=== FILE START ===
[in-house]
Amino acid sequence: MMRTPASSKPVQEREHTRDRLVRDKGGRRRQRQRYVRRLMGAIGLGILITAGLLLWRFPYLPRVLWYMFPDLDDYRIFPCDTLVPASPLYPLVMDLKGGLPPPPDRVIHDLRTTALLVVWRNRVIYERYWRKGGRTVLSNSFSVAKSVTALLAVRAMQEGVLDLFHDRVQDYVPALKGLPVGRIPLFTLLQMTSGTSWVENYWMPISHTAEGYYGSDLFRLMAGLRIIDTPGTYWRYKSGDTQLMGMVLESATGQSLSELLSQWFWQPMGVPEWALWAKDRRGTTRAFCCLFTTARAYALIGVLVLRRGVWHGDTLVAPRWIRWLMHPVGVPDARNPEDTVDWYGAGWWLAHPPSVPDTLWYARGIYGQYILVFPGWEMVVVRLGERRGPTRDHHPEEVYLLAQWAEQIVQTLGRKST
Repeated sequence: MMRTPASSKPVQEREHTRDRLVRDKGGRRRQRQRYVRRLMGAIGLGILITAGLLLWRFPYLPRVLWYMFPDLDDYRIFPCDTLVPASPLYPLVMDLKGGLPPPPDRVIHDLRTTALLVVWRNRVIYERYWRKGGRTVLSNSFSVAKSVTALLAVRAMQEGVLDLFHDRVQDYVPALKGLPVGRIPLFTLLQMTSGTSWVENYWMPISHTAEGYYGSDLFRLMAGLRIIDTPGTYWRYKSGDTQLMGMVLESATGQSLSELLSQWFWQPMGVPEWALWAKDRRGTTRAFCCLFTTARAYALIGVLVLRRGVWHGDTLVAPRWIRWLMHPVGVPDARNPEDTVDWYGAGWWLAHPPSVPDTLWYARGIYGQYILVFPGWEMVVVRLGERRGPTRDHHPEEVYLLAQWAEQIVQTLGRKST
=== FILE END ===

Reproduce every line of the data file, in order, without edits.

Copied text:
[in-house]
Amino acid sequence: MMRTPASSKPVQEREHTRDRLVRDKGGRRRQRQRYVRRLMGAIGLGILITAGLLLWRFPYLPRVLWYMFPDLDDYRIFPCDTLVPASPLYPLVMDLKGGLPPPPDRVIHDLRTTALLVVWRNRVIYERYWRKGGRTVLSNSFSVAKSVTALLAVRAMQEGVLDLFHDRVQDYVPALKGLPVGRIPLFTLLQMTSGTSWVENYWMPISHTAEGYYGSDLFRLMAGLRIIDTPGTYWRYKSGDTQLMGMVLESATGQSLSELLSQWFWQPMGVPEWALWAKDRRGTTRAFCCLFTTARAYALIGVLVLRRGVWHGDTLVAPRWIRWLMHPVGVPDARNPEDTVDWYGAGWWLAHPPSVPDTLWYARGIYGQYILVFPGWEMVVVRLGERRGPTRDHHPEEVYLLAQWAEQIVQTLGRKST
Repeated sequence: MMRTPASSKPVQEREHTRDRLVRDKGGRRRQRQRYVRRLMGAIGLGILITAGLLLWRFPYLPRVLWYMFPDLDDYRIFPCDTLVPASPLYPLVMDLKGGLPPPPDRVIHDLRTTALLVVWRNRVIYERYWRKGGRTVLSNSFSVAKSVTALLAVRAMQEGVLDLFHDRVQDYVPALKGLPVGRIPLFTLLQMTSGTSWVENYWMPISHTAEGYYGSDLFRLMAGLRIIDTPGTYWRYKSGDTQLMGMVLESATGQSLSELLSQWFWQPMGVPEWALWAKDRRGTTRAFCCLFTTARAYALIGVLVLRRGVWHGDTLVAPRWIRWLMHPVGVPDARNPEDTVDWYGAGWWLAHPPSVPDTLWYARGIYGQYILVFPGWEMVVVRLGERRGPTRDHHPEEVYLLAQWAEQIVQTLGRKST